J. Lourcelles Dictionnaire du Cinéma

J. Lourcelles Dictionnaire du Cinéma

Translating (or trying my best at it) and sharing texts from the great Dictionnaire du Cinéma - Les films, by Jacques Lourcelles.

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  • Rear Window

  • The Big Trail

  • The Party

  • Paris Belongs to Us

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  • Rear Window

    Rear Window

    One of the most experimental and most perfect films of the master of suspense. Rear Window acknowledged a great success when it first came out, something that didn’t failed to repeat thirty years later, notably on its rerelease in France (during the 1983-1984 year span, it placed in the 20th position of all films distributed; exceptional result for a film that old). The basic situation where the character finds himself - immobility, voyeurism, passionate and passively waiting - and the…

  • The Big Trail

    The Big Trail

    Walsh’s fourth talking picture. The considerable production resources available allowed him to deploy the full extent of his genius. Filming took a year and was done almost only in exteriors (in Wyoming). It is Walsh’s best film of the decade and a summit of cinema. Many sequences - like that of the descent of the chariots in the canyon - are amongst the most spectaculars that we've ever seen on a movie screen. In this epic documentary, Walsh, who is…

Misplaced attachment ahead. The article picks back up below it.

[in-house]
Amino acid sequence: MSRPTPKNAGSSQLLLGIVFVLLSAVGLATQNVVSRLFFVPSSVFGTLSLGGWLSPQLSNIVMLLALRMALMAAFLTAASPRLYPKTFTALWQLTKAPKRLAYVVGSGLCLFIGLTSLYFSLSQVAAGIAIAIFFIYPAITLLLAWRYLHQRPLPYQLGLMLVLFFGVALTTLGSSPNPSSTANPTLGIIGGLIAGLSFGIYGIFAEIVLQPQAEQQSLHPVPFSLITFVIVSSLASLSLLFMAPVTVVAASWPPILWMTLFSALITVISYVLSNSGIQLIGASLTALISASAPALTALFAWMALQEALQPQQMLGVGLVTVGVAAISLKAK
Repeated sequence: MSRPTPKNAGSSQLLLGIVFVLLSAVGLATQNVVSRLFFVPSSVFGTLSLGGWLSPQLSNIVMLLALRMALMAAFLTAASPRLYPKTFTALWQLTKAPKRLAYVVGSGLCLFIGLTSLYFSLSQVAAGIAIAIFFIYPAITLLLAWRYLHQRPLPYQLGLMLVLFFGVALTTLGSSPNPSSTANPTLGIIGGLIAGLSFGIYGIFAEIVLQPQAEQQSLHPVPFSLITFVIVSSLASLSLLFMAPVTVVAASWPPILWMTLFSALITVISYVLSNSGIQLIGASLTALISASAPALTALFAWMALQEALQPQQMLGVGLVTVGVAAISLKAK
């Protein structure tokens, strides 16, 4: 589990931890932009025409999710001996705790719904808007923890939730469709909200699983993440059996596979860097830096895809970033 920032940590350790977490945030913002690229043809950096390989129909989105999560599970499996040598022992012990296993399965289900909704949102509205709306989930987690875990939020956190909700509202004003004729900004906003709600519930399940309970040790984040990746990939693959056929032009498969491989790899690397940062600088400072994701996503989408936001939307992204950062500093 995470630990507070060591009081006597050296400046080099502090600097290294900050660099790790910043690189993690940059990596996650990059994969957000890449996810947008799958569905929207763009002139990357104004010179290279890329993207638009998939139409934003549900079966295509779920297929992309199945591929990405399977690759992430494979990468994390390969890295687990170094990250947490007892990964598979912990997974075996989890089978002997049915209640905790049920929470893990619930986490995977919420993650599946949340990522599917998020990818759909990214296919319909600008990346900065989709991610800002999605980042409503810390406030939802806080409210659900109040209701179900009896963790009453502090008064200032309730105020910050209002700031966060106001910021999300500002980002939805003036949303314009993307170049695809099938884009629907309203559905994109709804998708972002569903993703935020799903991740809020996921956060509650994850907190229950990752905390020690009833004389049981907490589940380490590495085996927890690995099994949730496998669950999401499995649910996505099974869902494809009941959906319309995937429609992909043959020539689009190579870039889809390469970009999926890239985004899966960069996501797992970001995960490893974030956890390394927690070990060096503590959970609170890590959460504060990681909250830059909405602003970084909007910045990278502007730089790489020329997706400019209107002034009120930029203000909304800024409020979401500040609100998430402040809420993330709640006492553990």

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  • The Party

    The Party

    Blake Edwards and Peter Sellers's masterpiece.
    The most well-succeeded and funniest comedy that’s been seen in the last twenty years. Blake Edwards renews the old burlesque - art founded in silent cinema, over an uninterrupted succession of misunderstandings and catastrophes one bigger than the other - adding to it the prestige of color, luxe and a clever mise-en-scène of a fascinating and oneiric slowness. Gags, which are many and very effectible, don’t need to be original to achieve perfection. They’re…

  • The New Centurions

    The New Centurions

    Based on the novel written by Joseph Wambaugh, an old LA police sergeant, this is one of the most original policial films, and one of the most representative of 70’s American cinema. Like Don Siegel in Dirty Harry*, Fleischer doesn’t seek neither to create a new hero nor to cultivate the spectacular. Realistic, documentary, the movie tries to show by the most concrete manner possible the city life degradation and the ensuing demoralization of some police officers, as they’re unable…